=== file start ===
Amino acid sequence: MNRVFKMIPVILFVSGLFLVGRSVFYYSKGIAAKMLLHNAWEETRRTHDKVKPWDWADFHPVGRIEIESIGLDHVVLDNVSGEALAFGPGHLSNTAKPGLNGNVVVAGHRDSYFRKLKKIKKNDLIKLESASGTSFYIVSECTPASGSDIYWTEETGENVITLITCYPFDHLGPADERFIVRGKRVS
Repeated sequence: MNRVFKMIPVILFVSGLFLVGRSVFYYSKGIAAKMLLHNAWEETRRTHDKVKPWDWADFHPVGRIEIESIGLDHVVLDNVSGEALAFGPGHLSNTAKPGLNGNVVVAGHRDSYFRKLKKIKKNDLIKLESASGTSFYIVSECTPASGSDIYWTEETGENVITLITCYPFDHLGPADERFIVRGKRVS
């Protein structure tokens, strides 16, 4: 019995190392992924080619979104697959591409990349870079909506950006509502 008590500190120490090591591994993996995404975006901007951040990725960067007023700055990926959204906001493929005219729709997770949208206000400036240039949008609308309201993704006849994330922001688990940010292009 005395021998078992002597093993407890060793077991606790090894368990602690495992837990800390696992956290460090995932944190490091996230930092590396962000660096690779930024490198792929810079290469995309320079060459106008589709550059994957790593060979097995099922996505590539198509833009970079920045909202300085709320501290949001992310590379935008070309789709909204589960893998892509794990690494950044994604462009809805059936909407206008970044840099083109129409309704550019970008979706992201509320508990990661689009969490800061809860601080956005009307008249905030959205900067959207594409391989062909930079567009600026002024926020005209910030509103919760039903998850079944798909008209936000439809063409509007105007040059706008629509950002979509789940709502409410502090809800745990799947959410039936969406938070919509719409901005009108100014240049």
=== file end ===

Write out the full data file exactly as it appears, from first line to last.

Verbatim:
Amino acid sequence: MNRVFKMIPVILFVSGLFLVGRSVFYYSKGIAAKMLLHNAWEETRRTHDKVKPWDWADFHPVGRIEIESIGLDHVVLDNVSGEALAFGPGHLSNTAKPGLNGNVVVAGHRDSYFRKLKKIKKNDLIKLESASGTSFYIVSECTPASGSDIYWTEETGENVITLITCYPFDHLGPADERFIVRGKRVS
Repeated sequence: MNRVFKMIPVILFVSGLFLVGRSVFYYSKGIAAKMLLHNAWEETRRTHDKVKPWDWADFHPVGRIEIESIGLDHVVLDNVSGEALAFGPGHLSNTAKPGLNGNVVVAGHRDSYFRKLKKIKKNDLIKLESASGTSFYIVSECTPASGSDIYWTEETGENVITLITCYPFDHLGPADERFIVRGKRVS
């Protein structure tokens, strides 16, 4: 019995190392992924080619979104697959591409990349870079909506950006509502 008590500190120490090591591994993996995404975006901007951040990725960067007023700055990926959204906001493929005219729709997770949208206000400036240039949008609308309201993704006849994330922001688990940010292009 005395021998078992002597093993407890060793077991606790090894368990602690495992837990800390696992956290460090995932944190490091996230930092590396962000660096690779930024490198792929810079290469995309320079060459106008589709550059994957790593060979097995099922996505590539198509833009970079920045909202300085709320501290949001992310590379935008070309789709909204589960893998892509794990690494950044994604462009809805059936909407206008970044840099083109129409309704550019970008979706992201509320508990990661689009969490800061809860601080956005009307008249905030959205900067959207594409391989062909930079567009600026002024926020005209910030509103919760039903998850079944798909008209936000439809063409509007105007040059706008629509950002979509789940709502409410502090809800745990799947959410039936969406938070919509719409901005009108100014240049």